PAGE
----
As marijuana becomes legal and more accessible in a growing number of states, you may be wondering about the effects of pot on pregnancy and fetal development. Unfortunately, because scientists don’t want to expose human mothers and babies to risk of potential harm (and who can blame them?) and pregnant moms who do use marijuana tend to either underreport their habit or are likely to make other pregnancy-unfriendly choices (like smoking cigarettes and drinking), there’s not a lot of conclusive research.

The American Congress of Obstetricians and Gynecologists (ACOG) strongly advises against using pot while pregnant (and tells practitioners to convey that message to their patients), as does the American Academy of Pediatrics (AAP), because there are some known risks to the baby and there’s still a lot that isn’t fully understood. Here are seven things we do know about pot use during pregnancy.

Marijuana crosses the placenta and enters your baby’s bloodstream

Marijuana’s primary mind-altering ingredient is called tetrahydrocannabinol or THC, and it changes a whole array of processes in the adult body, including heart rate and brain function. Because pot and THC are known to cross the placenta and enter the fetus’ bloodstream, you’re essentially sharing the drug with your baby. Medical researchers have good reason to believe that pot can affect a growing baby’s heart, brain and other systems.

Continue reading here.

Reduce Legal Blood-Alcohol Limit to Cut Drunk Driving Deaths: Report

Lower legal blood alcohol levels for drivers are needed to eliminate drunk driving deaths in the United States, according to a new report.

All states should lower legal blood alcohol levels for drivers from 0.08 to 0.05 percent blood alcohol concentration (BAC), the National Academies of Sciences, Engineering, and Medicine reported.

The report also calls for significantly higher alcohol taxes and tighter restrictions on alcohol sales.

While progress has been made in recent decades, more than 10,000 drunk driving deaths still occur each year in the United States. Since 1982, drunk driving has caused one-third of all traffic deaths on average, the report authors said.

Moreover, people other than the drinking driver account for nearly 40 percent of victims in drunk driving crash deaths, the authors noted.

“The plateauing fatality rates indicate that what has been done to decrease deaths from alcohol-impaired driving has been working but is no longer sufficient to reverse this growing public health problem,” report committee chair Steven Teutsch said in a news release from the National Academies.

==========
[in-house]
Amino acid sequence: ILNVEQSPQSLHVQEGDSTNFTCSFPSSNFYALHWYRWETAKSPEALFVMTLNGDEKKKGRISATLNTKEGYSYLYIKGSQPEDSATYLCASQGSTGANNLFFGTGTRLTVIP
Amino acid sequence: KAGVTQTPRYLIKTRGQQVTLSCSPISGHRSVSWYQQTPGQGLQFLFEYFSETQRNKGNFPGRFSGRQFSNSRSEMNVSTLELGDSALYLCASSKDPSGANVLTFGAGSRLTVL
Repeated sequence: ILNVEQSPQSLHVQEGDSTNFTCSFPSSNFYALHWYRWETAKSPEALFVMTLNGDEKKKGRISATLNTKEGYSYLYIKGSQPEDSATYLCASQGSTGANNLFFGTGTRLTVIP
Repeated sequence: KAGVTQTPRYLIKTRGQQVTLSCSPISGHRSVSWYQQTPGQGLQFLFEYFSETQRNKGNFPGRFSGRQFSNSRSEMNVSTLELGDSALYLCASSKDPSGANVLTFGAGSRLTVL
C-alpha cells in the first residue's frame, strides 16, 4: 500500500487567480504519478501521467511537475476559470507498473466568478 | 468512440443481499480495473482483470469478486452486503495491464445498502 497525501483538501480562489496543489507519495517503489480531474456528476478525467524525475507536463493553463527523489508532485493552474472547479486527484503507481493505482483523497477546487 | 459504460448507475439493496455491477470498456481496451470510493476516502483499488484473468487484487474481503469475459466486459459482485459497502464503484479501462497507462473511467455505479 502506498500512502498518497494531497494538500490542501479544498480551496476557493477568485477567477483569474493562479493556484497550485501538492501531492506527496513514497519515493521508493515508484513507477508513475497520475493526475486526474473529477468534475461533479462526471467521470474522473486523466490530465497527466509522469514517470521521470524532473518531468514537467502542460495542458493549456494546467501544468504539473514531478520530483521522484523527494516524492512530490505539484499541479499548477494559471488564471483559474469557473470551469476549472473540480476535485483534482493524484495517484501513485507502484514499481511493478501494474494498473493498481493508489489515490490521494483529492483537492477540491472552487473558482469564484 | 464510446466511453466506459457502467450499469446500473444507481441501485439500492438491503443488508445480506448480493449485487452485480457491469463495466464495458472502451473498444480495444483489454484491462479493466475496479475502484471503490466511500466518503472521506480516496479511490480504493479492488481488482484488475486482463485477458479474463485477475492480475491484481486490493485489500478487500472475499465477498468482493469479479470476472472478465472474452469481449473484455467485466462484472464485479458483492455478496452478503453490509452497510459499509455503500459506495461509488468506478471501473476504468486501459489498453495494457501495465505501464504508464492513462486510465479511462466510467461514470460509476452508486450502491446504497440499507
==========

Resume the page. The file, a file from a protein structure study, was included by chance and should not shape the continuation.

“Our report offers a comprehensive blueprint to reinvigorate commitment and calls for systematic implementation of policies, programs, and systems changes to renew progress and save lives,” he added.

Teutsch is an adjunct professor at the University of California, Los Angeles School of Public Health and a senior fellow at the nonprofit Public Health Institute.

The report, released Jan. 17, also calls for stronger measures to prevent illegal alcohol sales to people under 21 and to already-drunk adults.

Continue reading the rest of the article by clicking here.

OTI 2018 Applications Now Available

Staff Applications

OTI is filled with dedicated staff ensuring youth obtain the skills they need to become the best leaders they can be. Want to be a part of our incredible staff? Apply now! Applications are due March 30th.

Youth Staff Application

Intern Staff Application

Adult Staff Application

Participant Applications

Looking to build your skills to become an active member of your community? Wanting to make positive and healthy choices while also making a difference? Then join us for the best week of your life at OTI!

Youth Participant Application

Adult Participant Application

Application Submission

Please send all applications to:

Marion Crawford Prevention Programs
151 Campbell St.
Marion, OH 43302
Fax: (740) 914-6610

Questions? Call:  (740) 914-6444

#AlcoholFreeFor40 challenge: Give up booze for 40 days? Here’s why

The 2018 #AlcoholFreefor40 challenge begins on Feb. 14 and runs through April 1.

Do you think you could give up alcohol for 40 days? How about four weeks, or even four days? It can be a challenge no matter where you live, but here in New Orleans, it can feel nearly impossible.

So much of what we do is centered around alcohol, even outside of the obvious holiday and Carnival seasons.

Cocktails are a part of many of our everyday activities – even those that don’t seem like “drinking events” – from book clubs to running clubs, even baby showers and funerals. And even if we aren’t thinking about alcohol, it often finds us in the most unlikely places: coffee shops, fitness centers and the checkout line at the drug store.

For those who have no issues with moderation, this frequent exposure to alcohol isn’t an issue. They’ll have one drink – or no drinks – and think nothing of it.

For others, however, each day brings with it another event or reason to drink to, and before we know it, we’re drinking every single day.

Read the rest of the article here.